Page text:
Best Out Of Three Rounds: Obama vs. Reagan On The Economy

By Mark Esposito, Weekend Blogger

Film Promises to Take a Controversial New Look at Government SpendingIn the red corner, wearing angelic white trunks trimmed in gold that darling of the Right, that Gipper of trickle-down economics, the Great Communicator himself, Ron–ald “The California Killer” Rea–gan.

And in the blue corner with black trunks trimmed in red, the “change” President, the foil of all things conservative, the first of firsts in American History, Bar–ack “Betcha Can’t Believe Where I’m From” O–Bam–a.

And today’s contest is a three-round fight for  the World Super Heavyweight Economics Guru Belt.  The format is a 10 point “must” system and you are the judges.  I, your humble ring announcer, get a scorecard but it’s only advisory.

But first some background, both fighters weigh in after tangling with some decidedly tough contenders before this big bout. Reagan came into office with a much more serious recession than most on the Left give him credit for. In addition, he followed hot on the heels of what his predecessor called the great American “malaise.” Plus he had an adversarial relationship with the nation’s biggest rival, the Soviet Union.

Obama came into office with a war on two fronts in Iraq and Afghanistan, a massive recession, and a world-wide financial industry on the brink of  collapse. Pretty tough contenders. Plus, he had and has a Congressional opposition party whose expressed goal was to make sure nothing he proposed made it into law. And law, as you know, is the political boxer’s stock-in-trade.

Ding— ding — ding.

Round 1: Jobs

Barack jabs with the fact that unemployment in the US in August stood  at 6.1% that’s a full year faster than it took Reagan to reach the same level. And it’s now down to 5.9% a figure Reagan never achieved.  Obama also uppercuts with the fact that the economy he presides over has created, on average, 200,000 new jobs every month for the past six.  That puts Obama at a projected 2.5 million jobs created for  FY 2014.  Reagan counters that in first year in office, unemployment stood at around 10.5% or about a half to three-quarters of a point higher than Obama’s highest figure. Obama counters that initial  claims for unemployment  are at the lowest point since 2000. 2000!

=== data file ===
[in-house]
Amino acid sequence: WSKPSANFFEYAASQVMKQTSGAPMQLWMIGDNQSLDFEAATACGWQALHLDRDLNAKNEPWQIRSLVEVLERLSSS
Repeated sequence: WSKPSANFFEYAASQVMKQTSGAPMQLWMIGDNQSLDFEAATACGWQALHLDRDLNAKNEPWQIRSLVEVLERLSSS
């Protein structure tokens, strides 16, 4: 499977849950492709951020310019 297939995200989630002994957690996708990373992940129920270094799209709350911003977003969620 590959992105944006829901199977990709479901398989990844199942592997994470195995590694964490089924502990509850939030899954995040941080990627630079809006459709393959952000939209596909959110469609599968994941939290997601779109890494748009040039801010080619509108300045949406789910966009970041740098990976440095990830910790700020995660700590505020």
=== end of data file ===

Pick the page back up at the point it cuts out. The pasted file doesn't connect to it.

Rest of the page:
Reagan dances. “But overall, jobs created while I was in office for the entire term totalled a net figure of  16.1 million. That’s about three times yours, so far, Barack.”

Here’s a graphic depiction of the two fighters comparing the unemployment rate during their first 67 months in office:

Unemployment Reagan v Obama

Announcer’s Scorecard: Reagan 10 – Obama  9

Round 2: Investor ROI

Reagan comes out strong in Round 2, hooking with the undeniable stat that a dollar invested in the Standard & Poors 500 Index of stocks in year one of his Presidency would have yielded a staggering 190% return on investment after 5.5 years — a record in American history. Reagan bores in saying he did it with tax cuts and government spending in defense and manufacturing sectors. Obama covers up, but is it rope-a-dope?  Out of the corner, Obama right crosses that a dollar invested in that same S&P 500 Index during year 1 of his Presidency would yield a return of 220% in the same time frame and that the Dow stands at its highest level ever. And that translates into real dollars for non-passive investors (i.e., working everyday Americans) as 2/3 of Americans are invested in the market through their pensions or 401K plans.

Here’s the chart of ROI:

Investment Returns Reagan v Obama

Your announcer scores it:  Obama 10-Reagan 9

Round 3:  Government Spending

Staggered but not out of it, Reagan thinks this round is his. He is after-all the supply side economics guy who cut government spending to boost an ailing economy and made all Republican economists sing with delight every time a tax is eliminated. Sort of like that tinkling bell in a Wonderful Life when an angel got it’s wings. Reagan hits hard with the fact that in “the first year of the Obama presidency … the federal budget increased a whopping 17.9%—going from $2.98 trillion to $3.52 trillion.”  And the ringside Reagan chanters keep up the mantra from ringside that it was due to the stimulus package.

Except … that every President’s first year budget is proposed and passed, not by his administration but by his predecessor in office and the Congress from the year before. In Obama’s case, George W. Bush passed the Obama’s first year budget and it is his deficit and spending priorities in that document. Thus, Obama’s 2009 budget belongs squarely to President George W. Bush and the 2008 Congress.  “Well,” the Gipper says from his coverup crouch, “Obama must have continued the rate of spending to astronomical levels.”

Not exactly.  Here is a bar Graph showing the rate of federal government spending under the past 5 US Presidents:

And add these punches to your ring scorecard:

Courtesy of Marketwatch

  • In fiscal 2010 (the first Obama budget) spending fell 1.8% to $3.46 trillion.
  •  In fiscal 2011, spending rose 4.3% to $3.60 trillion.